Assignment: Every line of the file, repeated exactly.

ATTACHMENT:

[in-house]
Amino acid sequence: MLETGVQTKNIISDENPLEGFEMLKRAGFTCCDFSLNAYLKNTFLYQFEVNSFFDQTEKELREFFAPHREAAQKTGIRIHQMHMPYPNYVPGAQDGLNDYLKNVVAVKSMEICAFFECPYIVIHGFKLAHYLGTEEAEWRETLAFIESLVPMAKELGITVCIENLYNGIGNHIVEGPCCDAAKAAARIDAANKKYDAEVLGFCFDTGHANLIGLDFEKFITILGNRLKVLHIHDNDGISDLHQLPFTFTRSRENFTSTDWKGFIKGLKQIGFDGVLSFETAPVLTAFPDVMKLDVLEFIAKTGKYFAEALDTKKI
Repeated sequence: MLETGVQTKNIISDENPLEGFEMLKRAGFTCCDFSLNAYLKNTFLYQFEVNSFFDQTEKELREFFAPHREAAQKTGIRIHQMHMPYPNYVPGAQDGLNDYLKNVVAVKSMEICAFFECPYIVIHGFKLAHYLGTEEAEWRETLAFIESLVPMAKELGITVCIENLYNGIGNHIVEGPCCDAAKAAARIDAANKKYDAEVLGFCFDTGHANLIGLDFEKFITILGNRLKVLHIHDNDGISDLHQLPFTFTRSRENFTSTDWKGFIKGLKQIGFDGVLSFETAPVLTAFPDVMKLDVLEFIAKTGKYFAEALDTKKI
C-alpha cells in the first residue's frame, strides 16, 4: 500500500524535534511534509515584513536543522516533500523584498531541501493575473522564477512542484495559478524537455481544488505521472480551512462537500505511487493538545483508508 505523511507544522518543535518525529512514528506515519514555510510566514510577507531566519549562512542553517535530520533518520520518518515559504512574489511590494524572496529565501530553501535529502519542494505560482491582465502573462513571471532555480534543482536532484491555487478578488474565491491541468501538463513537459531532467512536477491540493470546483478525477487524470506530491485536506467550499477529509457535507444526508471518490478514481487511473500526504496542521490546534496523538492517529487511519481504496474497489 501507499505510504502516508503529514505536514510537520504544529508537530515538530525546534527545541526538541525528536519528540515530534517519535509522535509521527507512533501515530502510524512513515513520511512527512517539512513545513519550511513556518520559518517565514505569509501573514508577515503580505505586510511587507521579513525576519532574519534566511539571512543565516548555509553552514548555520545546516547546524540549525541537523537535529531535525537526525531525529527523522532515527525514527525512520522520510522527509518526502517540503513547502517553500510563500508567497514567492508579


[in-house]
Amino acid sequence: MLETGVQTKNIISDENPLEGFEMLKRAGFTCCDFSLNAYLKNTFLYQFEVNSFFDQTEKELREFFAPHREAAQKTGIRIHQMHMPYPNYVPGAQDGLNDYLKNVVAVKSMEICAFFECPYIVIHGFKLAHYLGTEEAEWRETLAFIESLVPMAKELGITVCIENLYNGIGNHIVEGPCCDAAKAAARIDAANKKYDAEVLGFCFDTGHANLIGLDFEKFITILGNRLKVLHIHDNDGISDLHQLPFTFTRSRENFTSTDWKGFIKGLKQIGFDGVLSFETAPVLTAFPDVMKLDVLEFIAKTGKYFAEALDTKKI
Repeated sequence: MLETGVQTKNIISDENPLEGFEMLKRAGFTCCDFSLNAYLKNTFLYQFEVNSFFDQTEKELREFFAPHREAAQKTGIRIHQMHMPYPNYVPGAQDGLNDYLKNVVAVKSMEICAFFECPYIVIHGFKLAHYLGTEEAEWRETLAFIESLVPMAKELGITVCIENLYNGIGNHIVEGPCCDAAKAAARIDAANKKYDAEVLGFCFDTGHANLIGLDFEKFITILGNRLKVLHIHDNDGISDLHQLPFTFTRSRENFTSTDWKGFIKGLKQIGFDGVLSFETAPVLTAFPDVMKLDVLEFIAKTGKYFAEALDTKKI
C-alpha cells in the first residue's frame, strides 16, 4: 500500500524535534511534509515584513536543522516533500523584498531541501493575473522564477512542484495559478524537455481544488505521472480551512462537500505511487493538545483508508 505523511507544522518543535518525529512514528506515519514555510510566514510577507531566519549562512542553517535530520533518520520518518515559504512574489511590494524572496529565501530553501535529502519542494505560482491582465502573462513571471532555480534543482536532484491555487478578488474565491491541468501538463513537459531532467512536477491540493470546483478525477487524470506530491485536506467550499477529509457535507444526508471518490478514481487511473500526504496542521490546534496523538492517529487511519481504496474497489 501507499505510504502516508503529514505536514510537520504544529508537530515538530525546534527545541526538541525528536519528540515530534517519535509522535509521527507512533501515530502510524512513515513520511512527512517539512513545513519550511513556518520559518517565514505569509501573514508577515503580505505586510511587507521579513525576519532574519534566511539571512543565516548555509553552514548555520545546516547546524540549525541537523537535529531535525537526525531525529527523522532515527525514527525512520522520510522527509518526502517540503513547502517553500510563500508567497514567492508579